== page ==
Children receiving vaccines simultaneously have increased fever risk on day zero to one
TUESDAY, Jan. 7, 2014 (HealthDay News) -- Simultaneous vaccination with trivalent inactivated influenza vaccine (TIV) and 13-valent pneumococcal vaccine (PCV13) is associated with increased risk of fever compared with receipt of either vaccine alone, according to a study published online Jan. 6 in JAMA Pediatrics.
Melissa S. Stockwell, M.D., M.P.H., from Columbia University in New York City, and colleagues conducted a prospective observational cohort study involving 530 parents of children aged 6 to 23 months. Parents were texted on the night of vaccination and for seven days to report their child's temperature; the rate of fever (temperature ≥38 degrees Celsius) on days zero to one was assessed.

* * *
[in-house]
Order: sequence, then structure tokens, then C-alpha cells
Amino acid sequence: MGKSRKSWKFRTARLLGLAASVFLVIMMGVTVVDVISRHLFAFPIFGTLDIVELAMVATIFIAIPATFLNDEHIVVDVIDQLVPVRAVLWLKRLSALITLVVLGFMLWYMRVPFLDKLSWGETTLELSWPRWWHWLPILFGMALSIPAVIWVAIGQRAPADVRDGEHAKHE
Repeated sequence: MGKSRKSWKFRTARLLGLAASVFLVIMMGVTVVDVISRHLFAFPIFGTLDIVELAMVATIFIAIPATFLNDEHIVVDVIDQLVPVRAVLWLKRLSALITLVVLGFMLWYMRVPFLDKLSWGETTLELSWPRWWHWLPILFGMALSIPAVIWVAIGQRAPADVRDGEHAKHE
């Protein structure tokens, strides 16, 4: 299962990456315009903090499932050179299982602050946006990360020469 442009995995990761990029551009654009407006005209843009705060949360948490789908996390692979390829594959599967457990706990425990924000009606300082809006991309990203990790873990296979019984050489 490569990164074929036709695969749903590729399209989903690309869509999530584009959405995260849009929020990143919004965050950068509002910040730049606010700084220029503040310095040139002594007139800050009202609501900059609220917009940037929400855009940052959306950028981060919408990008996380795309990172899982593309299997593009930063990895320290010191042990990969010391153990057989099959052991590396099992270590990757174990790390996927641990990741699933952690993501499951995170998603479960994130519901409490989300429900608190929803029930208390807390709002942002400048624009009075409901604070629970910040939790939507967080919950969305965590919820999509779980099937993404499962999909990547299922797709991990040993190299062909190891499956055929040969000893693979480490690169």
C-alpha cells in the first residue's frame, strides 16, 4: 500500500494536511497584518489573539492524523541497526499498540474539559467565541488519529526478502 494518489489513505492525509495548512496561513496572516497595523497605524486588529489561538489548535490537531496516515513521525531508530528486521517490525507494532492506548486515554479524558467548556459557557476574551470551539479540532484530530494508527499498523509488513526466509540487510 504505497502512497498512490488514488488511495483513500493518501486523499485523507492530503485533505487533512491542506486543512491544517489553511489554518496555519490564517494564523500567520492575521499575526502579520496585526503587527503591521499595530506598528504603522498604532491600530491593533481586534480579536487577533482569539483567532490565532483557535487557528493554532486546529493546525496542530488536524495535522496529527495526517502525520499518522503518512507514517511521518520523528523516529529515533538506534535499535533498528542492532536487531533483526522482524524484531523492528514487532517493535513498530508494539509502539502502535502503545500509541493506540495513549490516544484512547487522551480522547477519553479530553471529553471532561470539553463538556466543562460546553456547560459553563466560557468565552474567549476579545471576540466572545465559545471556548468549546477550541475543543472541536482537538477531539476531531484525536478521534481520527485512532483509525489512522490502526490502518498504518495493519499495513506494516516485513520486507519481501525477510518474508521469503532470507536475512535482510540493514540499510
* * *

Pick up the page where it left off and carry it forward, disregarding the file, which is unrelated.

The researchers found that children receiving TIV and PCV13 simultaneously had significantly higher rates of fever (37.6 percent) on days zero to one than those receiving only TIV (7.5 percent; adjusted relative risk, 2.69) or PCV13 (9.5 percent; adjusted relative risk, 2.67). For children receiving TIV and PCV13 simultaneously versus TIV alone, the excess risk of fever after vaccination was 20 per 100 vaccinations, while the excess was 23 per 100 vaccinations compared with PCV13 alone. Across groups, similar fever rates were seen on days two to seven.
"Future studies could address the potential benefits and risks of administering TIV and PCV13 on different days or the effect of prophylactic antipyretics on vaccine-specific immune responses in patients for whom fever should be avoided for medical reasons," the authors write.
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